Establishing Positive Working Agreements
Take responsibility for running meetings with your advisor. Arrive with an agenda of issues and questions you want to raise. Prioritize them so that you are asking the most important questions first.
Keep track of time during the meeting to assure that your most important concerns are addressed. At the same time, respect your mentor by knowing how much time she or he has available. Agree to schedule another meeting to discuss topics that remain at the end of the hour.
At the conclusion of a meeting or through email, summarize any agreements that have been reached. Restate what you will be doing and what your mentor has agreed to do for you. Ask your mentor to respond if she disagrees with anything you have stated.
In one of your early meetings with your advisor, your meeting agenda should include developing a work plan with short-term and long-terms goals. It should also include a timeframe for reaching your goals. If you need to modify your work plan later, inform your mentor and agree upon a new timeframe.
- Discuss how often you and your mentor will meet face-to-face and whether email is acceptable for certain issues or questions. Find out under what circumstances, if any, the faculty member feels it is appropriate to be called at home.
- Always read the books or articles your mentor suggests and let her know what you thought about those suggestions. Faculty want to know that the time they spend with you goes to good use.
- Rather than relying on one person — your thesis advisor — for all your guidance and support, try to build a mentoring community. This might include other faculty members, graduate students, librarians, staff and other undergraduates.
- These people probably won’t see themselves as part of a mentoring group. Yet for you they will represent a means of getting more of your mentoring needs met without relying solely on the resources of one person.
Turning in Your Work
Find out how rough or polished a draft your mentor is willing to read. Some faculty are willing to read a draft that is a combination of polished prose and rough outlines of arguments. Others will only read a well-polished and edited paper. In either case, you should always proofread meticulously for typographical errors.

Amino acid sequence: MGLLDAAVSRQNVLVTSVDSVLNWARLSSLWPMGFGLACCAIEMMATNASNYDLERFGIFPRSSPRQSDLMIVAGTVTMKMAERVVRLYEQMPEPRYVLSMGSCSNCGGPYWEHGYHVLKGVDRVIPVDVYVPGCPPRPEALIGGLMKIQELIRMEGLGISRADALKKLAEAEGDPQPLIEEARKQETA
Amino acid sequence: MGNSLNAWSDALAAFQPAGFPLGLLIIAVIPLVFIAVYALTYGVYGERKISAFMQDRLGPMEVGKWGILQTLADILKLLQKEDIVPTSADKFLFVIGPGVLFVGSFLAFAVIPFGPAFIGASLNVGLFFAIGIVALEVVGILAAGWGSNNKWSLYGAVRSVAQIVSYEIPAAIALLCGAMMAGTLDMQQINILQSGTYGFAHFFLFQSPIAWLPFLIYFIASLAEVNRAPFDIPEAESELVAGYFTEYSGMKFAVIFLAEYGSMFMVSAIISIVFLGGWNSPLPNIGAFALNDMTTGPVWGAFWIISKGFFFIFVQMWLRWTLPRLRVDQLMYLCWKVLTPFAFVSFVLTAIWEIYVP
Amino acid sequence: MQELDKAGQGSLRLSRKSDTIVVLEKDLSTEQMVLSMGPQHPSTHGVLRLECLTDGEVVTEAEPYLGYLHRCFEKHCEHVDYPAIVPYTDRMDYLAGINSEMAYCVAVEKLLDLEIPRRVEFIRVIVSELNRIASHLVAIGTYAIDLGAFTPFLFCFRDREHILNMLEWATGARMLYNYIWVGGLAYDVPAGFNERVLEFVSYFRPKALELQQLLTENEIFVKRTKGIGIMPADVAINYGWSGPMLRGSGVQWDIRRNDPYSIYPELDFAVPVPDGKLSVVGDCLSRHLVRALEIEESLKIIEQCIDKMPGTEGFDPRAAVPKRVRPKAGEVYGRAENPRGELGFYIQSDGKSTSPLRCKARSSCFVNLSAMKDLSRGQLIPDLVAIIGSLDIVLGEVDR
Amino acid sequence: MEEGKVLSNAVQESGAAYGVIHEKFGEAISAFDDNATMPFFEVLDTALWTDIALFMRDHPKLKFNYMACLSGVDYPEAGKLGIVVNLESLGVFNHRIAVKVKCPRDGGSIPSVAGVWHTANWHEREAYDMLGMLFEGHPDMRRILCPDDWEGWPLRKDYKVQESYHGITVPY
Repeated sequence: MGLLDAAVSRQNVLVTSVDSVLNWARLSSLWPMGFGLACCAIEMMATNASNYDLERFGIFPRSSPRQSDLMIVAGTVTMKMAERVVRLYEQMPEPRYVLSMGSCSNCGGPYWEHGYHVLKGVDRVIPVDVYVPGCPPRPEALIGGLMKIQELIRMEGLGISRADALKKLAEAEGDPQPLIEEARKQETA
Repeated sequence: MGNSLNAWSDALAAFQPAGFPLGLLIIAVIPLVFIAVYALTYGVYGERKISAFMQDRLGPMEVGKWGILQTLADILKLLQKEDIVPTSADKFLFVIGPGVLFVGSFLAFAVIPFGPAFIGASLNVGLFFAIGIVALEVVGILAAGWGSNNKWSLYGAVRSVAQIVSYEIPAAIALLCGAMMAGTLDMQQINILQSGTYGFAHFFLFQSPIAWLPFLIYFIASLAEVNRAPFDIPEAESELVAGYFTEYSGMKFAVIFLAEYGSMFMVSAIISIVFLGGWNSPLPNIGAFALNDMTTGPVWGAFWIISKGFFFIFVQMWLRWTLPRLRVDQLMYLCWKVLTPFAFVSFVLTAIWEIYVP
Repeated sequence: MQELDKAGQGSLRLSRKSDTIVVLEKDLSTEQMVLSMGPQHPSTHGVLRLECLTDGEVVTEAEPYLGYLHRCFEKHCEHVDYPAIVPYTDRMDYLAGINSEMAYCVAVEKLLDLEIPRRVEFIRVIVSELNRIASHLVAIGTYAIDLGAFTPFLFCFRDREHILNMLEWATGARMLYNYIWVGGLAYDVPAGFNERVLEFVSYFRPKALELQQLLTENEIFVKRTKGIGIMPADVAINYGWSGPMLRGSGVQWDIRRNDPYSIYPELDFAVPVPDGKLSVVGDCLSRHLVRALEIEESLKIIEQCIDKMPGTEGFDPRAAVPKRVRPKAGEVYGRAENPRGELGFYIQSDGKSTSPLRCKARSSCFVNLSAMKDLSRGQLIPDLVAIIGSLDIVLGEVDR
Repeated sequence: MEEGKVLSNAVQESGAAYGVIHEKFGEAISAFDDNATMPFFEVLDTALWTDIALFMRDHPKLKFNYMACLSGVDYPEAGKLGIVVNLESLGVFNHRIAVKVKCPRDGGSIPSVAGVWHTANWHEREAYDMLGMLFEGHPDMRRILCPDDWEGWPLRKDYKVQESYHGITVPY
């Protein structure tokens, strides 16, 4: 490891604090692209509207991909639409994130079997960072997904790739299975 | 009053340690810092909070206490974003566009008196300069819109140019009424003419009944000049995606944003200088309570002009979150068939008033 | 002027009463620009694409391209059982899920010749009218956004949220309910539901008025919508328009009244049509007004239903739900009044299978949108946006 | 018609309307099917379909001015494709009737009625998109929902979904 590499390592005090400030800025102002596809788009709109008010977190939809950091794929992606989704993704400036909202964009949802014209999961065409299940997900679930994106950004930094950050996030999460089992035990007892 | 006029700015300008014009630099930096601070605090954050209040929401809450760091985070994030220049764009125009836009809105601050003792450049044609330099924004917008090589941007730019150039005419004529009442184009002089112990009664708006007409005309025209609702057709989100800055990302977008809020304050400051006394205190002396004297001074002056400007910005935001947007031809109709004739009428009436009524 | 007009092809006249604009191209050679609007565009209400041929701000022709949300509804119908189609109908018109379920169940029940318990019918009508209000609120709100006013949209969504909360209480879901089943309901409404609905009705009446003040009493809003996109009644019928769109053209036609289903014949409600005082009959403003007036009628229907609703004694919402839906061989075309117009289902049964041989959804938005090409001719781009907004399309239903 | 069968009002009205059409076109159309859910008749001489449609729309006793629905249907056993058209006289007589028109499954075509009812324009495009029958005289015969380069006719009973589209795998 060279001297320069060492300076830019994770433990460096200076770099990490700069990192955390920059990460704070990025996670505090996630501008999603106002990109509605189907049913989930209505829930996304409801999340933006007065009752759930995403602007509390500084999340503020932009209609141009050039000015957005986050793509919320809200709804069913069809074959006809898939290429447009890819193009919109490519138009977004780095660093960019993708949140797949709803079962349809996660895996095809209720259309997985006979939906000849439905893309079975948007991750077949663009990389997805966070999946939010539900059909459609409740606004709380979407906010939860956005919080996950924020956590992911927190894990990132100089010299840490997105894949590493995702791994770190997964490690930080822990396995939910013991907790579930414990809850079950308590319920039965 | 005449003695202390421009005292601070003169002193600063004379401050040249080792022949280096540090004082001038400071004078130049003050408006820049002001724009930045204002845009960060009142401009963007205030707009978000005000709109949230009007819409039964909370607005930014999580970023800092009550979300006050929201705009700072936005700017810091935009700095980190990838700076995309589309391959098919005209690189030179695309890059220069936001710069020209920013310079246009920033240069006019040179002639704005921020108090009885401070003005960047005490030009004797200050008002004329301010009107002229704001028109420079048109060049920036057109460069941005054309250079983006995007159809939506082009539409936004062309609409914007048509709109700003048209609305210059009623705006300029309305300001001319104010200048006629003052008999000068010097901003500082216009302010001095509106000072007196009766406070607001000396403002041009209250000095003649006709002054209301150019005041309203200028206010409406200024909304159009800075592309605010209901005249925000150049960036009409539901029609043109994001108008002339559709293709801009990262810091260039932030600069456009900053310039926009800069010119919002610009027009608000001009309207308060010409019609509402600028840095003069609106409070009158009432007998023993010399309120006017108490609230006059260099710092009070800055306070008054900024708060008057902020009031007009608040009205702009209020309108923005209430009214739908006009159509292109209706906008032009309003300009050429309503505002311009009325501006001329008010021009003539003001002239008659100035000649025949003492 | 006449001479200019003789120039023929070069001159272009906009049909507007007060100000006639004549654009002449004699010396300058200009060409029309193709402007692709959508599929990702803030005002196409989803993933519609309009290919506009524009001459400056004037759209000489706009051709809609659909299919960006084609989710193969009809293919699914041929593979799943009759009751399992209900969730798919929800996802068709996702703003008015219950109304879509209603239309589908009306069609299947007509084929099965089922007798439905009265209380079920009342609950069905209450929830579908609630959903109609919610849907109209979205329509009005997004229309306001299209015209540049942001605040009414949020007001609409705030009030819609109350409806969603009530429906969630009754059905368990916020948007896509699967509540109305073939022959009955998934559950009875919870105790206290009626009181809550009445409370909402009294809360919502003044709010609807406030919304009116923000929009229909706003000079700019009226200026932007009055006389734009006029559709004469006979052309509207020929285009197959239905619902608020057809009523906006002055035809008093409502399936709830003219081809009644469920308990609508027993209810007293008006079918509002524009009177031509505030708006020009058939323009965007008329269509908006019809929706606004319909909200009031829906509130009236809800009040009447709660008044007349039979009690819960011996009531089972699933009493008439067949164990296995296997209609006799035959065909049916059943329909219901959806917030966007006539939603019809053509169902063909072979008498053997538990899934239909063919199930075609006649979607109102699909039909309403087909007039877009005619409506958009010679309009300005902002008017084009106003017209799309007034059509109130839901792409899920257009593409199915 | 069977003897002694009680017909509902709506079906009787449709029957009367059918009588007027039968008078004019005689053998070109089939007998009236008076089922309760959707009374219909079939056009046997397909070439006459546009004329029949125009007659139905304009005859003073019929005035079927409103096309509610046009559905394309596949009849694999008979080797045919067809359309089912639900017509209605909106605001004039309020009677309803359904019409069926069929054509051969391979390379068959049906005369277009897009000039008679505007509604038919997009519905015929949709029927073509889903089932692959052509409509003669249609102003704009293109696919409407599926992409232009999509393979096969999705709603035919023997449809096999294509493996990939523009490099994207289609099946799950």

When you turn in a draft for your mentor to read, consider submitting a list of your questions or concerns along with it. In which areas or sections would you like detailed feedback? Do you have any methodological, argumentation or theoretical concerns you would like your mentor to address in detail?
Ask you mentor what is the best way to remind her about getting your work back to you within an agreed upon timeframe. The following are some suggested ways:
- When you are very busy, how should I remind you about a paper you have of mine?
- Should I email you, call you, or come by your office?
- How much in advance should I remind you; is one week enough or would you prefer two?
Find out how long it typically takes your mentor to return papers or drafts. Ask how far in advance they must receive a draft to read and comment upon it before a fixed deadline.
These guidelines were written up by Academic Advising. They were compiled from the following resources:
- Conversations with Stanford faculty and students
- Unpublished resources from the Yale University McDougal Center for Graduate Student Life
- The University of Michigan, Ann Arbor “How to Get the Mentoring You Want.” (PDF)